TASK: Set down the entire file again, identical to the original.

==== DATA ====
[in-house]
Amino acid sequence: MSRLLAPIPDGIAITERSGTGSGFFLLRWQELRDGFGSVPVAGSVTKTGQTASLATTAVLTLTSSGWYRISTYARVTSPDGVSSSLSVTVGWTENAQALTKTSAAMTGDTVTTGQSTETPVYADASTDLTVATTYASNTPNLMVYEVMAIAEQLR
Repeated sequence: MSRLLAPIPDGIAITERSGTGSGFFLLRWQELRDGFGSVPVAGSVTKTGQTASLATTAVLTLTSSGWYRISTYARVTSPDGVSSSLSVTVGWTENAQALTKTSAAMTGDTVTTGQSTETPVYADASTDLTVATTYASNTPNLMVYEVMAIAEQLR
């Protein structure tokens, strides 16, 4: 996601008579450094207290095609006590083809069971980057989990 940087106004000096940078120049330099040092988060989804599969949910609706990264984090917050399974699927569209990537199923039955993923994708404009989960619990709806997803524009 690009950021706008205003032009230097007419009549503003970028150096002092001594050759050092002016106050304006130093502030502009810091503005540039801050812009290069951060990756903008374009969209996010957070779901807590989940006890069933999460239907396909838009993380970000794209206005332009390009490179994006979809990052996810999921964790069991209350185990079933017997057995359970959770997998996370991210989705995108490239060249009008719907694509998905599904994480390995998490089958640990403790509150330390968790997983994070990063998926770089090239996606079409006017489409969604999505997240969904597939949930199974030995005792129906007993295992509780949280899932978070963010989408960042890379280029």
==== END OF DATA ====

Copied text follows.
[in-house]
Amino acid sequence: MSRLLAPIPDGIAITERSGTGSGFFLLRWQELRDGFGSVPVAGSVTKTGQTASLATTAVLTLTSSGWYRISTYARVTSPDGVSSSLSVTVGWTENAQALTKTSAAMTGDTVTTGQSTETPVYADASTDLTVATTYASNTPNLMVYEVMAIAEQLR
Repeated sequence: MSRLLAPIPDGIAITERSGTGSGFFLLRWQELRDGFGSVPVAGSVTKTGQTASLATTAVLTLTSSGWYRISTYARVTSPDGVSSSLSVTVGWTENAQALTKTSAAMTGDTVTTGQSTETPVYADASTDLTVATTYASNTPNLMVYEVMAIAEQLR
């Protein structure tokens, strides 16, 4: 996601008579450094207290095609006590083809069971980057989990 940087106004000096940078120049330099040092988060989804599969949910609706990264984090917050399974699927569209990537199923039955993923994708404009989960619990709806997803524009 690009950021706008205003032009230097007419009549503003970028150096002092001594050759050092002016106050304006130093502030502009810091503005540039801050812009290069951060990756903008374009969209996010957070779901807590989940006890069933999460239907396909838009993380970000794209206005332009390009490179994006979809990052996810999921964790069991209350185990079933017997057995359970959770997998996370991210989705995108490239060249009008719907694509998905599904994480390995998490089958640990403790509150330390968790997983994070990063998926770089090239996606079409006017489409969604999505997240969904597939949930199974030995005792129906007993295992509780949280899932978070963010989408960042890379280029």